Ryanair reports record £701m loss after Covid forced it to slash flights | Ryanair


Ryanair has posted the biggest annual loss in the company’s 35-year history, after Covid travel restrictions and national lockdowns nearly wiped out traffic last year.

The airline swung to an €815m (£701m) loss in the 12 months to 31 March, compared with a €1bn profit a year earlier, after passenger numbers plunged 81% in what it said was its “most challenging” year to date.

But the airline struck a hopeful note, suggesting the vaccine rollout would help the company recover from an unprecedented year of disruption for the aviation industry. Ryanair said it could break even this year, in the absence of further disruption.

Europe’s largest discount airline said passenger numbers dropped to 27.5 million last year from 149 million in the year before. It blamed the poor figures on European governments it claimed imposed uncoordinated flight bans, travel restrictions and national lockdowns with little notice during the outbreak.

Ryanair expects traffic to recover as governments begin to lift international travel restrictions, with forecasts for around 80 million to 120 million passengers during the current financial year. It expects to fly just 5 million to 6 million passengers between April and June.

While the airline expects European air travel to be “materially lower” for the foreseeable future, it forecasts a “strong recovery in air travel, jobs and tourism” in the second half of the year.

“Unless there are some very adverse developments, either a fallover in vaccine delivery or some variant that looks like it’s resistant to the vaccine, all of the indications are that there’s going to be stronger demand than usual for European holidays,” said Ryanair’s chief executive, Michael O’Leary.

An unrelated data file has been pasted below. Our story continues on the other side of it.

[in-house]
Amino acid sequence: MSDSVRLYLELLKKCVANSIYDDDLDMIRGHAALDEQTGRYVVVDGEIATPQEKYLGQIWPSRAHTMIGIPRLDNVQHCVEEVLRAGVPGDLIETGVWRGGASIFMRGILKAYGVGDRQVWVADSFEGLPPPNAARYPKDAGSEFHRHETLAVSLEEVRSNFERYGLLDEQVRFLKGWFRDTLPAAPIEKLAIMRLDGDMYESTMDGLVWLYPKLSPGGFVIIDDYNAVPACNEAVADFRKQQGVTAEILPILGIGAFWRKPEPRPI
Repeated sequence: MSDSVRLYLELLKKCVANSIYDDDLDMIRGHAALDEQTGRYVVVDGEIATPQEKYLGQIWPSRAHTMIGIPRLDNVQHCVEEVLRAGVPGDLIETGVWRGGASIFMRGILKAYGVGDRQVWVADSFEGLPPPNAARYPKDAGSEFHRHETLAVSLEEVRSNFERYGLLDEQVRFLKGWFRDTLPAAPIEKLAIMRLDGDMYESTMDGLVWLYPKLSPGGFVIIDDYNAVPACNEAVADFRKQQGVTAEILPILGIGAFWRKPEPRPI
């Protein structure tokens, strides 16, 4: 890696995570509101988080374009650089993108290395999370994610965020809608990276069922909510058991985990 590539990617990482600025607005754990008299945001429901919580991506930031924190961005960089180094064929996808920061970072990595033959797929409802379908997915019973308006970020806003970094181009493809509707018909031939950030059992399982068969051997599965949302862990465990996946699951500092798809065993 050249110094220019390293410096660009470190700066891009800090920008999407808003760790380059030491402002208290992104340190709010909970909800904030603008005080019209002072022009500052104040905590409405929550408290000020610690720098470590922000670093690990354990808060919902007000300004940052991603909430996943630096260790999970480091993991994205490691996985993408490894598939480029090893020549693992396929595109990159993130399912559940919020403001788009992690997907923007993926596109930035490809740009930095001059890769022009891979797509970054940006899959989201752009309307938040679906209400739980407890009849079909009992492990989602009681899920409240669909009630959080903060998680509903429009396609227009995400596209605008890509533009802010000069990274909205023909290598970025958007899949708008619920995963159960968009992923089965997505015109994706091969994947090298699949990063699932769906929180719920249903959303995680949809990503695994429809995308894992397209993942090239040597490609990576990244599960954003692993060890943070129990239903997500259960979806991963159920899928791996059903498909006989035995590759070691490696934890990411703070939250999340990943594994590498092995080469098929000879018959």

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The comments came as the UK reopened for foreign travel on Monday, with the government scrapping legal restrictions on going abroad.

While travellers will no longer have to give a permitted reason to fly internationally, those returning to England will need to follow a traffic light system that will require them to isolate at home or in a hotel depending on which country they have visited.

O’Leary said UK travellers had been booking flights to destinations beyond the green list, including Spain and the Balearic Islands, for June, July and August, proving passengers were “discounting short-term restrictions”.

He also played down fears over a new variant first discovered in India, noting that the UK health secretary, Matt Hancock, was confident that current vaccines were effective against the disease.

Ryanair said airfares were lower than normal at this time of year due to the continued lag in bookings. “But I’m very happy with a yield penalty in the short term, while we repair our volumes,” O’Leary said.

While passengers made 500,000 bookings in the first week of April, that number grew to 1.5m in the second week of May, with bookings up 50% over the past weekend alone. Ryanair hoped to return to pre-Covid traffic levels in 2022-23.

The airline will take advantage of the recovery by raising more money on the bond market in the coming days, but aims to slash debt levels after the pandemic. “The objective of the group in the next year or two will be to repair the balance sheet,” O’Leary said, adding that he wants to get back to a “zero net debt position in the next two to three years”.

“So anybody looking for share buybacks or dividends will have to wait,” he added.

He also took aim at the plane manufacturer Boeing, after deliveries of the 737 Max were again delayed in April. The airline has been waiting nearly two years for the aircraft after fatal crashes grounded the new models. The airline confirmed it had received an undisclosed sum in compensation.

“We think the management of Boeing in Seattle has been very complacent,” O’Leary said, claiming the manufacturer had failed to properly manage the relationship with regulators.



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